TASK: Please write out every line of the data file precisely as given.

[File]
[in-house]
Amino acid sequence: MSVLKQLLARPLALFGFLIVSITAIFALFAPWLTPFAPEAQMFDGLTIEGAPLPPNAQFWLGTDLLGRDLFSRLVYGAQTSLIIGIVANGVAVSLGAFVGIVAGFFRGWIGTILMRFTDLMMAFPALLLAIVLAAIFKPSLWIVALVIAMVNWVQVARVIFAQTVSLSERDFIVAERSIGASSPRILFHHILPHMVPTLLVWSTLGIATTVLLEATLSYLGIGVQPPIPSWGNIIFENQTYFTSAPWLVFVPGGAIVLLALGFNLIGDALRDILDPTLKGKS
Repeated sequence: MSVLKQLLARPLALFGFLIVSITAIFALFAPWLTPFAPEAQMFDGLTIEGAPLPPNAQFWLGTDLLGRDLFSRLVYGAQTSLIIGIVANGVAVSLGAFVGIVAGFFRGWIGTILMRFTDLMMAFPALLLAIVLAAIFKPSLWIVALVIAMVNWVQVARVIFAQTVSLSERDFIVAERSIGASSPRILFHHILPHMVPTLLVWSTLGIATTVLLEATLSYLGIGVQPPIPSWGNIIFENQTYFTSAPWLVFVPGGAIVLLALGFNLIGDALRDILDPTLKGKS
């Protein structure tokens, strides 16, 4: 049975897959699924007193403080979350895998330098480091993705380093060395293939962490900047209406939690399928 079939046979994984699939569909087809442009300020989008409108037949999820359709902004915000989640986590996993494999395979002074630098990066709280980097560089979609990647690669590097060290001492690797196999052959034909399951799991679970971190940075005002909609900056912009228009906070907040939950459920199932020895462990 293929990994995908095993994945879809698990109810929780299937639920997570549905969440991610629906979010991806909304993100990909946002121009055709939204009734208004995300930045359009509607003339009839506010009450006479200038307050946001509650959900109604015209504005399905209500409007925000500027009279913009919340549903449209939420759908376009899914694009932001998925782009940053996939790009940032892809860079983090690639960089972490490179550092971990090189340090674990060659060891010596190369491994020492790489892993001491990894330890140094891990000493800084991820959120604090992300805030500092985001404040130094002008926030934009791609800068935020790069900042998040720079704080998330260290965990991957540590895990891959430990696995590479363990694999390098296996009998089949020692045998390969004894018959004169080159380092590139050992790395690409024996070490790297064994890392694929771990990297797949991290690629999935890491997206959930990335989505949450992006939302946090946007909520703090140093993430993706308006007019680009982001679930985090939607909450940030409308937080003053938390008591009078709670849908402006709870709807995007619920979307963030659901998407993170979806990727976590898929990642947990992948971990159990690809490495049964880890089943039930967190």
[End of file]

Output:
[in-house]
Amino acid sequence: MSVLKQLLARPLALFGFLIVSITAIFALFAPWLTPFAPEAQMFDGLTIEGAPLPPNAQFWLGTDLLGRDLFSRLVYGAQTSLIIGIVANGVAVSLGAFVGIVAGFFRGWIGTILMRFTDLMMAFPALLLAIVLAAIFKPSLWIVALVIAMVNWVQVARVIFAQTVSLSERDFIVAERSIGASSPRILFHHILPHMVPTLLVWSTLGIATTVLLEATLSYLGIGVQPPIPSWGNIIFENQTYFTSAPWLVFVPGGAIVLLALGFNLIGDALRDILDPTLKGKS
Repeated sequence: MSVLKQLLARPLALFGFLIVSITAIFALFAPWLTPFAPEAQMFDGLTIEGAPLPPNAQFWLGTDLLGRDLFSRLVYGAQTSLIIGIVANGVAVSLGAFVGIVAGFFRGWIGTILMRFTDLMMAFPALLLAIVLAAIFKPSLWIVALVIAMVNWVQVARVIFAQTVSLSERDFIVAERSIGASSPRILFHHILPHMVPTLLVWSTLGIATTVLLEATLSYLGIGVQPPIPSWGNIIFENQTYFTSAPWLVFVPGGAIVLLALGFNLIGDALRDILDPTLKGKS
């Protein structure tokens, strides 16, 4: 049975897959699924007193403080979350895998330098480091993705380093060395293939962490900047209406939690399928 079939046979994984699939569909087809442009300020989008409108037949999820359709902004915000989640986590996993494999395979002074630098990066709280980097560089979609990647690669590097060290001492690797196999052959034909399951799991679970971190940075005002909609900056912009228009906070907040939950459920199932020895462990 293929990994995908095993994945879809698990109810929780299937639920997570549905969440991610629906979010991806909304993100990909946002121009055709939204009734208004995300930045359009509607003339009839506010009450006479200038307050946001509650959900109604015209504005399905209500409007925000500027009279913009919340549903449209939420759908376009899914694009932001998925782009940053996939790009940032892809860079983090690639960089972490490179550092971990090189340090674990060659060891010596190369491994020492790489892993001491990894330890140094891990000493800084991820959120604090992300805030500092985001404040130094002008926030934009791609800068935020790069900042998040720079704080998330260290965990991957540590895990891959430990696995590479363990694999390098296996009998089949020692045998390969004894018959004169080159380092590139050992790395690409024996070490790297064994890392694929771990990297797949991290690629999935890491997206959930990335989505949450992006939302946090946007909520703090140093993430993706308006007019680009982001679930985090939607909450940030409308937080003053938390008591009078709670849908402006709870709807995007619920979307963030659901998407993170979806990727976590898929990642947990992948971990159990690809490495049964880890089943039930967190």